WASHINGTON — The Washington state student press freedom bill, introduced in January, was passed yesterday in a judiciary committee executive session by a 7-4 party-line vote without a proposed amendment to exclude high school students.
Rep. Jay Rodne (R-North Bend) proposed the amendment, which would only apply the bill to college students. He said there are legal distinctions between high school and college student newspapers that should be addressed, referencing the 1988 U.S. Supreme Court decision in Hazelwood v. Kuhlmeier.
“I didn’t think it was unreasonable to have a high school student publication, essentially a government-sponsored entity, to have faculty able to review articles,” Rodne said. “The bill will expose parents to liability in the event that a student newspaper was sued for libel. I thought that was a reasonable compromise to impose some safeguards on high school student publications.”
That amendment was turned down, but two others were approved. They exclude educational programs at correctional facilities and state that licensed broadcast stations cannot violate Federal Communications Commission regulations.
Mike Hiestand, a legal consultant for the Student Press Law Center, said he was pleased to know that all students are still included in the bill.
“I think that high school students have a need to protect and understand their First Amendment rights,” Hiestand said. “It’s not just reading about it in their civics textbooks.”
At the initial hearing, Washington State University student Brian Schraum, one of the bill’s initiators, testified before the committee. Schraum said he is “ecstatic” that the bill has passed the committee.
“I’m definitely optimistic and the showing we had at the hearing speaks volumes,” Schraum said. “I was never more proud to be a young person than I was at that hearing.”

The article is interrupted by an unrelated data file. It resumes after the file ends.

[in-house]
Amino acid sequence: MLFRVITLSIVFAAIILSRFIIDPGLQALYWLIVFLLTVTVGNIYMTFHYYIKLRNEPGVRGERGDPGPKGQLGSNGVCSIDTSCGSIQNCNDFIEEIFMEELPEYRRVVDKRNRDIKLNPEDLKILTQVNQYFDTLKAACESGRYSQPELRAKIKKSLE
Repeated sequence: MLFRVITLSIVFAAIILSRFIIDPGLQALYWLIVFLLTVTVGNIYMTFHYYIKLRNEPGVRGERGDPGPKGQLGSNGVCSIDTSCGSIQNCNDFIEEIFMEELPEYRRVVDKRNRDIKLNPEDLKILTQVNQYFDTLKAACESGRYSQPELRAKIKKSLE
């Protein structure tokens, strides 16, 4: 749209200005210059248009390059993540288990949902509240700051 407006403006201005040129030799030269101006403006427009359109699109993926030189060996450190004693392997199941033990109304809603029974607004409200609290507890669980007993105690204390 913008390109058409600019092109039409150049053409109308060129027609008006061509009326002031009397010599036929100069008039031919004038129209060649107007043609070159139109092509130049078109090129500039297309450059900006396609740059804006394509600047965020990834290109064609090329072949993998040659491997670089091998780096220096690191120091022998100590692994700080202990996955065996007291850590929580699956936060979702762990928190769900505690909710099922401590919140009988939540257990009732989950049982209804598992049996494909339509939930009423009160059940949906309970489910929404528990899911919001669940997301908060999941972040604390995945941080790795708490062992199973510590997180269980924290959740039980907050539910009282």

Judiciary Committee Chair Rep. Patricia Lantz (D-Gig Harbor), also a sponsor for the bill, expressed pride in the progression of the bill and the loyalty of its followers in a press release.
“First Amendment rights don’t stop at the school steps,” Lantz said. “I have been nothing but impressed by these students and how seriously they have taken this great responsibility.”
Committee members voted on party-lines for the bill; no Republicans voted in favor of the bill, all seven of the Democrats did. Both Hiestand and Schraum expressed surprise and disappointment at the vote.
“I don’t know why folks see this as a partisan issue,” Hiestand said. “Free speech affects everyone.” Backing the bill, however, is state Attorney General Robert McKenna, a republican, whom Schraum says has offered much support.
Rep. Dave Upthegrove (D-Des Moines) introduced the bill Jan. 16 and a public judiciary committee hearing was held 10 days later. The legislation, if passed into law, would be the first to protect both high school and college journalists under the same statute. Arkansas, California, Colorado, Iowa, Kansas and Massachusetts all have laws that protect free high school student expression, and California recently enacted a bill that affords additional protection to college journalists.
The bill will now be reviewed by the Washington state House of Representatives Rules Committee.
By Erica Hudock, SPLC staff writer